self.stdout.close()
self.log.close()

def dictHistogram(extCount):
''' Creates simple histogram based on key-value entries in
file extension/frequency dictionary (extCount) '''
vcount = 0
kcount = 0
for k,v in extCount.iteritems():
vcount = vcount + v

for k,v in extCount.iteritems():
#print v
share = round((v/vcount) * 100,2)
print v, "\t", "File Type ", k, "\t", int(share)*"#", share, "% of total"

def displayFileInfo(entryPath):
'''Displays file name, size when exploreSub() encounters an entry
that is not a directory. New extensions are added to the extensions
list, files are counted in totalFiles, and file size is added up
in totalSize'''
global extensions
global totalSize
global fileCount
global totalFiles
global extCount

print "\t",os.path.basename(entryPath)
ext = os.path.splitext(entryPath)[1].upper()

totalSize = totalSize + os.path.getsize(entryPath)

if ext not in extensions:
extensions.append(ext)
extCount[ext] = 1

else:
a = extCount[ext]
a = a + 1
extCount[ext] = a

def exploreSub(dirEx):
''' Drills down into a file tree, starting with dirEx. If an empty
directory is encountered, function breaks from loop, if a file is
encountered, the file's path is added to a list of files to examined
later, and if a non-empty directory is encountered, exploreSub is
recursively drills down to the next level. Once all directories have
been explored, the files in the list are examined one at a time.'''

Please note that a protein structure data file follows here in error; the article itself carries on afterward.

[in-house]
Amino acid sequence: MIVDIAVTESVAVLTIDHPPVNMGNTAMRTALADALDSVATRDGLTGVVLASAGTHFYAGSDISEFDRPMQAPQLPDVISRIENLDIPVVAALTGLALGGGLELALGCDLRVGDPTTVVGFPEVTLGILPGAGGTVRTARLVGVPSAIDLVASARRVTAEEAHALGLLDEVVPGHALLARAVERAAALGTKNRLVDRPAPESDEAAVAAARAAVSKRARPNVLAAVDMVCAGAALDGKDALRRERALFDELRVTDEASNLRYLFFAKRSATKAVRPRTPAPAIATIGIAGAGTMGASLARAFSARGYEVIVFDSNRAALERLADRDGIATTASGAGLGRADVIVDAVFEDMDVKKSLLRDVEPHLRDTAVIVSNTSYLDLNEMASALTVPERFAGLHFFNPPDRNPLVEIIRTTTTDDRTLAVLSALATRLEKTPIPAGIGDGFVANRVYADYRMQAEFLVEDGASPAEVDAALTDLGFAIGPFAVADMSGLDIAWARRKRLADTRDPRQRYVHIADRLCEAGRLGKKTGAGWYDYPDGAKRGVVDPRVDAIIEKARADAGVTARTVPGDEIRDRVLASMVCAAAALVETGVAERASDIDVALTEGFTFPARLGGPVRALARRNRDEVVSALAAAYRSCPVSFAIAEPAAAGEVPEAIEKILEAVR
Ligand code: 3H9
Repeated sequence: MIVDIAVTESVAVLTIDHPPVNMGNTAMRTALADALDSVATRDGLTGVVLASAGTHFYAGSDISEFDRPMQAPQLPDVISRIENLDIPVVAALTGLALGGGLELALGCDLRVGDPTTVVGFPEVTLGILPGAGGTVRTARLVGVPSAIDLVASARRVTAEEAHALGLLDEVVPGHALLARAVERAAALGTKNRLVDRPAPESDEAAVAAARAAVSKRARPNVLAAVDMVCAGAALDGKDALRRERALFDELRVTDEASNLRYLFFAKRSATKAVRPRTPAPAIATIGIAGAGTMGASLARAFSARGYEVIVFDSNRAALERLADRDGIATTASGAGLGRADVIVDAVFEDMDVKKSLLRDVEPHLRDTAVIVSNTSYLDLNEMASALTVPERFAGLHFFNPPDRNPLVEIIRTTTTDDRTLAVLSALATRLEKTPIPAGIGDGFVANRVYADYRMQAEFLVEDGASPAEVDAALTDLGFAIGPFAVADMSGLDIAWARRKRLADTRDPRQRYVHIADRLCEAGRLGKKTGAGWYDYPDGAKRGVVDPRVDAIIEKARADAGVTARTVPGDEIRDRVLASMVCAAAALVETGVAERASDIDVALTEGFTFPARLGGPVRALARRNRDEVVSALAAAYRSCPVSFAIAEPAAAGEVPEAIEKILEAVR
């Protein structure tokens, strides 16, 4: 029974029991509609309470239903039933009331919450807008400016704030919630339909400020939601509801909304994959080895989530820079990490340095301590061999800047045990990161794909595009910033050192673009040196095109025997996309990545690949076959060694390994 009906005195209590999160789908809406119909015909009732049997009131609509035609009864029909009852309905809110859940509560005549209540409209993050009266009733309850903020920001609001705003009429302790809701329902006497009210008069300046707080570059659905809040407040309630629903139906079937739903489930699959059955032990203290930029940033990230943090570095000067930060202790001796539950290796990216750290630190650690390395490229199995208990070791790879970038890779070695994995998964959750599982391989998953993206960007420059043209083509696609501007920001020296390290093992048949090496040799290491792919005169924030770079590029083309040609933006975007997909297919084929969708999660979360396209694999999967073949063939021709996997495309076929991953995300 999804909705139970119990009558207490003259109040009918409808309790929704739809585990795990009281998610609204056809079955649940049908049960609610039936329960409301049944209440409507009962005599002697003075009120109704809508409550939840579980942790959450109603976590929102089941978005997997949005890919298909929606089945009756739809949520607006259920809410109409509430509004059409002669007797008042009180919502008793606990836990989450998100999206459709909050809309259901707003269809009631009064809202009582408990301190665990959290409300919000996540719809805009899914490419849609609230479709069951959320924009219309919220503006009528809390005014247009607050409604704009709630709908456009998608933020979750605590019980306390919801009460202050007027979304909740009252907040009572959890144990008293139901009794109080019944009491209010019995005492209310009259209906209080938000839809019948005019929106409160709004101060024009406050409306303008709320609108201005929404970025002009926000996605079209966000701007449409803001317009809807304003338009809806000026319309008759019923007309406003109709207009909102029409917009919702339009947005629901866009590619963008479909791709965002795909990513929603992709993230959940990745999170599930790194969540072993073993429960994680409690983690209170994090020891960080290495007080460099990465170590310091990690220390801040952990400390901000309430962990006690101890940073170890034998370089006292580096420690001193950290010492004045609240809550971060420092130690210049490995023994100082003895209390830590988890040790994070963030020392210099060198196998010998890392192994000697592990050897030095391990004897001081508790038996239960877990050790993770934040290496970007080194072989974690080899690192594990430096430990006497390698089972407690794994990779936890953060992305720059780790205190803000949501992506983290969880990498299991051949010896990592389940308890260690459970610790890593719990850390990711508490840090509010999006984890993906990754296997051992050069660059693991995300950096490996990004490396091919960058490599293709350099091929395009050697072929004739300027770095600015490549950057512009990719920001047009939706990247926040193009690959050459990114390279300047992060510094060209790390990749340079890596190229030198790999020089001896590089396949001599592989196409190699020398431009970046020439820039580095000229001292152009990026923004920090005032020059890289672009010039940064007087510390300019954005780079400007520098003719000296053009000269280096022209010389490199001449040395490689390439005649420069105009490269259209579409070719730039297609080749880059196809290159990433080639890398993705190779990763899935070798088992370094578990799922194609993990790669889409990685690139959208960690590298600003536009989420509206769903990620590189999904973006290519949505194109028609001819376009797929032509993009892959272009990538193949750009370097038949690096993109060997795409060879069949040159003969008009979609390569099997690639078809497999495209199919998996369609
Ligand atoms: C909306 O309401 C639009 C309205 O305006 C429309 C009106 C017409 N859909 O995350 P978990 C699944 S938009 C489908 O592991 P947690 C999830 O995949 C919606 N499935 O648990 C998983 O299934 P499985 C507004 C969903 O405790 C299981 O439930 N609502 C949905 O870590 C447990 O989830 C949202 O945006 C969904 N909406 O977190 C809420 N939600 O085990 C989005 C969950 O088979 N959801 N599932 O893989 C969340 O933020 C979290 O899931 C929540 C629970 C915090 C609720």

global files
global fileCount
print
print dirEx

if os.listdir(dirEx) == []:

print "Is an empty directory."
print

else:
for entry in os.listdir(dirEx):
entryPath = os.path.join(dirEx,entry)
if os.path.isdir(entryPath):
print "\t", entry, "<Dir>"
else:
displayFileInfo(entryPath)

for entry in os.listdir(dirEx):
entryPath = os.path.join(dirEx,entry)
if os.path.isdir(entryPath):
try:
exploreSub(entryPath)
except:
Print "Unable to open ", entryPath

extensions = []
files = []
extCount = {}
fileCount = 0
totalFiles = 0
totalSize = 0

start = raw_input("Enter Directory: ")
log = raw_input("Enter Name for Logfile: ")

sys.stdout = printToFile(log)
exploreSub(start)

print
print "Total Number of Files ", totalFiles
print "Total File Volume ", round(totalSize/1048576), " MB"
print "File Types Encountered: "
print extensions
print

dictHistogram(extCount)

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First 2 Months as GIS Analyst…

As mentioned back in June, I started a new job as GIS Analyst for an oil & gas (E/P) company, and I’ve been having a blast. After straddling the worlds of GIS and engineering geology for a few years, I’m glad to finally get to focus on GIS. And there is no lack of challenges in the new job. The learning curve has been a joy!

The GIS department I’m part of has been tasked to build an enterprise GIS using ArcGISServer, ArcSDE, SQLServer 2008, and MS Silverlight. Moreover, we are working on a Master Data Management Solution that will allow data from multiple departments to be available through the Silverlight powered web app.

For me, the challenge, therefore, has been and continues to be two fold:

1) Brush up on many aspects of ESRI technology:

ArcGIS Server, ArcSDE, Python. Silverlight

2) Learn about a whole range of oil/gas industry software applications:

IHS Petra, SMT Kingdom, NeuraSection, Landworks, Merrick/RIO, the list continues

and how they might become part of the MDMS using NeuraDB, Volant, FME

I guess you could say we got our work cut out for us.